sea boarded the starboard bow, swept the
deck from fore to aft, smashing the scul
lery light and broke the gangway ladder.
The chartrooms on the hurricane deck
wore flooded, and the bridge itself was In
vaded at times by tho turbulent seas.
Those at work In the paying-out-room
on the main deck, and about the cable
machinery, waded In water to the knees.
The companion-ways were battened down
In order to prevent the flooding of the
saloon. One of the cooks of the galley
was badly scalded by a cauldron of spilled
soup. The saloon steward was hurled
against a door and severely bruised and
Injured. At times the ship rolled terri
bly, and It seemed that the great strain
would prove disastrous to the cable.
Danger of Breaking Cable.
Under ordinary conditions the line is
paid out 7 per cent faster than the speed
of the vessel. This was Increased during
the storm to 10 per cent. Even with this
concession the strain was terrific. As the
ship lifted and lurched, tho great drum
around which the strand was passing
would almost cease to revolve one mo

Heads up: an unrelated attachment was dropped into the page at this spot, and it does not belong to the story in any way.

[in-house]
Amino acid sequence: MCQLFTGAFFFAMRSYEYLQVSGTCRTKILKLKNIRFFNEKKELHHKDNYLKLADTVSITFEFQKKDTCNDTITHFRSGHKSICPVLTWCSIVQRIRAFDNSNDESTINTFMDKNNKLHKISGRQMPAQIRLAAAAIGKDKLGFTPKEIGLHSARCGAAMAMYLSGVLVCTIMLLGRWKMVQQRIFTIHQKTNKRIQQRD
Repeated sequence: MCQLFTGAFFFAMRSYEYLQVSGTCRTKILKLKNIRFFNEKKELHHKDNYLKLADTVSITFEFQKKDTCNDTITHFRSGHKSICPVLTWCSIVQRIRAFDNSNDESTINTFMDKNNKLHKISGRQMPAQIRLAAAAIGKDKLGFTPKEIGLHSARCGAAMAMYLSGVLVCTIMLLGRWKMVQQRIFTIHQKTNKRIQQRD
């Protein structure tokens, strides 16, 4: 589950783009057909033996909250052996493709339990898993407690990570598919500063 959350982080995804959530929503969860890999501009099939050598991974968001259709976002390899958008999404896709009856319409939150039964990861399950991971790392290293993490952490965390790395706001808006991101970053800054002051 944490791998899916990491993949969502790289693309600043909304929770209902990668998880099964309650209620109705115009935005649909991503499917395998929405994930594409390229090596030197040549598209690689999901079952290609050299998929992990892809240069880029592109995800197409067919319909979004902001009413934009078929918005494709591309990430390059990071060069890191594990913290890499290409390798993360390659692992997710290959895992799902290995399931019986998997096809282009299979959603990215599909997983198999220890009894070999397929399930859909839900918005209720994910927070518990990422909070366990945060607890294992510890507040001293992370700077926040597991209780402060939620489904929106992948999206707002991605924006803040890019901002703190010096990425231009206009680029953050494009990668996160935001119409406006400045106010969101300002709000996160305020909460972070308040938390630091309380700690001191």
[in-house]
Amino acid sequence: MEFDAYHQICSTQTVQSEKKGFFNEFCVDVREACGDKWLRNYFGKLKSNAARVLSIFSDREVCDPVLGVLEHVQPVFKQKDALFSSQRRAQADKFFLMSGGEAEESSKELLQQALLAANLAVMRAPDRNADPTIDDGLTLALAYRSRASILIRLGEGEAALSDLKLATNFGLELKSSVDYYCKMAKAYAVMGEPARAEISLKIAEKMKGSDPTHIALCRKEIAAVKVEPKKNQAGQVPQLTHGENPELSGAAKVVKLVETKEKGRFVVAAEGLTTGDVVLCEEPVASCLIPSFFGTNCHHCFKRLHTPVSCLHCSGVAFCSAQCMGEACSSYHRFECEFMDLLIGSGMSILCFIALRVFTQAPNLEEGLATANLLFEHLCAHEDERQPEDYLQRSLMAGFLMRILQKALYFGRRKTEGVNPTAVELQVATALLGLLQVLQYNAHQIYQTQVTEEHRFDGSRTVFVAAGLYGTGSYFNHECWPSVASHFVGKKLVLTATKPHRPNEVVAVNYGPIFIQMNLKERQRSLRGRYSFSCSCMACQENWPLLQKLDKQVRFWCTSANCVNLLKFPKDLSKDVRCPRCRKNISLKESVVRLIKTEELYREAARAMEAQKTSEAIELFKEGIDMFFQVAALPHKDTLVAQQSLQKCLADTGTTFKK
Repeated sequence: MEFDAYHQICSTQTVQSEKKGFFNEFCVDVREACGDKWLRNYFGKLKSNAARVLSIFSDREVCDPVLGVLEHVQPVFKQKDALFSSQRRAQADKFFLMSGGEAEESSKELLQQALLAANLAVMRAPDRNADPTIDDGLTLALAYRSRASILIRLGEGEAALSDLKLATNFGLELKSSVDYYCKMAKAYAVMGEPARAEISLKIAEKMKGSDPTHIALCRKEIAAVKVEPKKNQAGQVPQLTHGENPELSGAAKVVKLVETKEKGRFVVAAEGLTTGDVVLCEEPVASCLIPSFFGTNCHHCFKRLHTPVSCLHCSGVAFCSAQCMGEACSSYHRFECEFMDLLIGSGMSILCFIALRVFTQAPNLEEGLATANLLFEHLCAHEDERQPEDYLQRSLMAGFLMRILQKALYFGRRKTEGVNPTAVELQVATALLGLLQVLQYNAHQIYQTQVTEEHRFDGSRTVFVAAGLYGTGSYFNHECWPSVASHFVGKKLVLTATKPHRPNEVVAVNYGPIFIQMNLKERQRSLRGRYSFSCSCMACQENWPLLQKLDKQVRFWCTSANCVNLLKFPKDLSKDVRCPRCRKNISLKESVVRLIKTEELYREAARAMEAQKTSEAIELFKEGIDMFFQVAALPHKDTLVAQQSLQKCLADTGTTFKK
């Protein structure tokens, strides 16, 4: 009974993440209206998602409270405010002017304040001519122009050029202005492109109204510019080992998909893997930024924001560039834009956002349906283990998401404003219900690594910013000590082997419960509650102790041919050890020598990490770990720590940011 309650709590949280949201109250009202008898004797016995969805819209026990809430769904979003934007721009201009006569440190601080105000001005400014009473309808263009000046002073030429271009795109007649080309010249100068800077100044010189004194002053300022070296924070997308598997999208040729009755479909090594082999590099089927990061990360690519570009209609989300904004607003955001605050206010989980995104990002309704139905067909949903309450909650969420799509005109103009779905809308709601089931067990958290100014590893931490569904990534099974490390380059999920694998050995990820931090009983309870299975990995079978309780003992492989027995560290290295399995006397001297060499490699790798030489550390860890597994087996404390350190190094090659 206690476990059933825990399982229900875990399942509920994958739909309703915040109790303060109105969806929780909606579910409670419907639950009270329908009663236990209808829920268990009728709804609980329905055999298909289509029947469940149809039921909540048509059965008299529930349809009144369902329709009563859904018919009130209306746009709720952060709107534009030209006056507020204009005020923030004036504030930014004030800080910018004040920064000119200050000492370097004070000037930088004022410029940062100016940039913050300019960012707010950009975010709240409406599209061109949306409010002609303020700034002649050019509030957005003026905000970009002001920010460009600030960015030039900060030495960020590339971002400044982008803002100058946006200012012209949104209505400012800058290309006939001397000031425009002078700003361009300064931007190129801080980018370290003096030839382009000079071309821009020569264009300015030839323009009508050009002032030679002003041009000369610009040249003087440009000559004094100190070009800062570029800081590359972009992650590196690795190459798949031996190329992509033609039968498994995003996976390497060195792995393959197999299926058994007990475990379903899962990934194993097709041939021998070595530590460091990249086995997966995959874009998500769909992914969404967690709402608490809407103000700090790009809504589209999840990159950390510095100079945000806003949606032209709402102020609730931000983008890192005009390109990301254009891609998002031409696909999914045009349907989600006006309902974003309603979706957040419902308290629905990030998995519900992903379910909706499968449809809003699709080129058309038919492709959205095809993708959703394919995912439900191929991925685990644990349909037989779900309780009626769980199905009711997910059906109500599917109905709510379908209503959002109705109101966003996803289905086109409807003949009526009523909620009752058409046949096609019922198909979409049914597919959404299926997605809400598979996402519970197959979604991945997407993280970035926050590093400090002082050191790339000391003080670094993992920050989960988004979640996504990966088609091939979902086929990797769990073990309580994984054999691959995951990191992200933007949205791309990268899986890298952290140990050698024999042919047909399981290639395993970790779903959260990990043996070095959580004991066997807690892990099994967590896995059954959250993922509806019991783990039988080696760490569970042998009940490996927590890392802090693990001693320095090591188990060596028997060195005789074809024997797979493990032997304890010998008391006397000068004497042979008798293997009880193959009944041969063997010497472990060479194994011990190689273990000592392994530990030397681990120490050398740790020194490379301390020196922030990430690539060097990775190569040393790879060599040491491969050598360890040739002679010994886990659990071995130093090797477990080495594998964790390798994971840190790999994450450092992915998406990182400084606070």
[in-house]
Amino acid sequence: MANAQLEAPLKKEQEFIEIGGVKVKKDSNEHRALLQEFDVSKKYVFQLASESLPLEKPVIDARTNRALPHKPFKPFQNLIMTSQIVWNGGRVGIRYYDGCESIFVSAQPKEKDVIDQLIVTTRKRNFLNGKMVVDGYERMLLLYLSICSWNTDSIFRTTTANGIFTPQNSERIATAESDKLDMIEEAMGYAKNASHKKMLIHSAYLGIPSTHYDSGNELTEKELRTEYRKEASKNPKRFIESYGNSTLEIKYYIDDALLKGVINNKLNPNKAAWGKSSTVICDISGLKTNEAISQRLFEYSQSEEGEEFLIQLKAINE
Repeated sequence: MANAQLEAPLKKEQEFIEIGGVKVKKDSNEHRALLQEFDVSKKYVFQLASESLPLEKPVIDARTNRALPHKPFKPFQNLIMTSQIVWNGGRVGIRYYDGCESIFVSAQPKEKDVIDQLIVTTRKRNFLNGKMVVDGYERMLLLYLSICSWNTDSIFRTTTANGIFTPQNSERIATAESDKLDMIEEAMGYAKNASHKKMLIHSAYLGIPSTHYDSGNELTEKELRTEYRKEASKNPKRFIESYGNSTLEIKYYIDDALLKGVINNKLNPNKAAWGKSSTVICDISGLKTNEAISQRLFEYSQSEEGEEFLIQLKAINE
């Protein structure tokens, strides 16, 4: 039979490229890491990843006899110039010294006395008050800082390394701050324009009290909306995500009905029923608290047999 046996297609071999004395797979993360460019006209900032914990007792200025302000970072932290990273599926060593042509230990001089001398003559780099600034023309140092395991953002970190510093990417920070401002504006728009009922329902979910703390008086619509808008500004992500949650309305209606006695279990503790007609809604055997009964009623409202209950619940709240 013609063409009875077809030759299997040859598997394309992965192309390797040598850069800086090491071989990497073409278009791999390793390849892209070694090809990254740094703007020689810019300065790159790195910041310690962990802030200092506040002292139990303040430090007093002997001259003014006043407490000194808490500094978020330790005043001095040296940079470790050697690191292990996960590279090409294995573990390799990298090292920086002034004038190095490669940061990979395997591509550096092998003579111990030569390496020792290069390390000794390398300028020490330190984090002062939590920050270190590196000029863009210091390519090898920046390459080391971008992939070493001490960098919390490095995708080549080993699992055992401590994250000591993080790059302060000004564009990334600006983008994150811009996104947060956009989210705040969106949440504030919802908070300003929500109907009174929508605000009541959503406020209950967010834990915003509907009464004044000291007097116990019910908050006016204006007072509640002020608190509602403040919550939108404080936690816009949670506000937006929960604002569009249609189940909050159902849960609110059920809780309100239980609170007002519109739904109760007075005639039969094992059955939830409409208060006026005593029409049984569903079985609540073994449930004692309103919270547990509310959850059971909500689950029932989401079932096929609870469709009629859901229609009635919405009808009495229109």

ment, only to resume with a rush the
next, rendering the life of the men in the
tanks a hazard. The dynamometer regu
lating the speed of and the strain on the
line at such times fluctuated wildly, rush
Ing from an Indicated strain of two tons
or less up to four and even Ave tons.
When it Is understood that the breakinsr
strain Is S?i tons, It must be apparent that
failure to relieve the strain promptly
moant disaster to the precious line, and Its
loss In 2500 fathoms would have meant a
long and serious delay In the completion
of the work of laying the cable, as well
as being a most expensive happening to
the contracting company. Rare good Judg
ment in the handling of both the ship and
the cable at these critical times averted
an accident. Throughout Monday night
and until Tuesday at noon, whon the wind
abated In force, the ship's officers and
crew and the cable staff wore on duty
without rest or sleep.
Great relief was expressed when the ap
parently critical situation was passed, al
though when the wind abated at noon on
Tuesday the seas continued with a strong,
heavy swell that ran counter to the ship's
course. On Wednesday, tho 17th. the
weather Improved, and everything ran
smoothly and fair progress was recorded.
Heavy swells made the shin an uncom
fortable place, and rendered close watch
on the cable necessary.
First Section Finished.
On Thursday favorable conditions pre
vailed, and In spite of a stronjr southwest
erly breeze 207 knots were paid out, which
was the best day's run up to this time.